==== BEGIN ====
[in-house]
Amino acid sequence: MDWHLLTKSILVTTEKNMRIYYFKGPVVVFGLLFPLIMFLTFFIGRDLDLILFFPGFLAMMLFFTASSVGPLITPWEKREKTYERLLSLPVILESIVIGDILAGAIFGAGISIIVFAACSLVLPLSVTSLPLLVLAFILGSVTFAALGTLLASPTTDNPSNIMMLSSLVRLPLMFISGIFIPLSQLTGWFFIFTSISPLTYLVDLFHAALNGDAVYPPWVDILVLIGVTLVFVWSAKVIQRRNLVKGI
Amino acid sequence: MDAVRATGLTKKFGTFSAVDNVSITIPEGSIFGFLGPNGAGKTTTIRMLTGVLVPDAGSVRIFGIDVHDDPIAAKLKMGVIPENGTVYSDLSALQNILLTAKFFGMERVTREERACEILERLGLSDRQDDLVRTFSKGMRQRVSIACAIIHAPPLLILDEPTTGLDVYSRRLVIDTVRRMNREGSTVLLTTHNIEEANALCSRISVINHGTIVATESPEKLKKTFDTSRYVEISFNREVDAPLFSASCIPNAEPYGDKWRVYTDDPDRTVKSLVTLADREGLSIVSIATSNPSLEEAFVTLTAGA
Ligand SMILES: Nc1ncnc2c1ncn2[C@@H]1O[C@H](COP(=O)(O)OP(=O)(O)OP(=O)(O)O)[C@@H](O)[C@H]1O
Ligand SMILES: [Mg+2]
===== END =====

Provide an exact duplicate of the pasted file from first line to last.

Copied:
[in-house]
Amino acid sequence: MDWHLLTKSILVTTEKNMRIYYFKGPVVVFGLLFPLIMFLTFFIGRDLDLILFFPGFLAMMLFFTASSVGPLITPWEKREKTYERLLSLPVILESIVIGDILAGAIFGAGISIIVFAACSLVLPLSVTSLPLLVLAFILGSVTFAALGTLLASPTTDNPSNIMMLSSLVRLPLMFISGIFIPLSQLTGWFFIFTSISPLTYLVDLFHAALNGDAVYPPWVDILVLIGVTLVFVWSAKVIQRRNLVKGI
Amino acid sequence: MDAVRATGLTKKFGTFSAVDNVSITIPEGSIFGFLGPNGAGKTTTIRMLTGVLVPDAGSVRIFGIDVHDDPIAAKLKMGVIPENGTVYSDLSALQNILLTAKFFGMERVTREERACEILERLGLSDRQDDLVRTFSKGMRQRVSIACAIIHAPPLLILDEPTTGLDVYSRRLVIDTVRRMNREGSTVLLTTHNIEEANALCSRISVINHGTIVATESPEKLKKTFDTSRYVEISFNREVDAPLFSASCIPNAEPYGDKWRVYTDDPDRTVKSLVTLADREGLSIVSIATSNPSLEEAFVTLTAGA
Ligand SMILES: Nc1ncnc2c1ncn2[C@@H]1O[C@H](COP(=O)(O)OP(=O)(O)OP(=O)(O)O)[C@@H](O)[C@H]1O
Ligand SMILES: [Mg+2]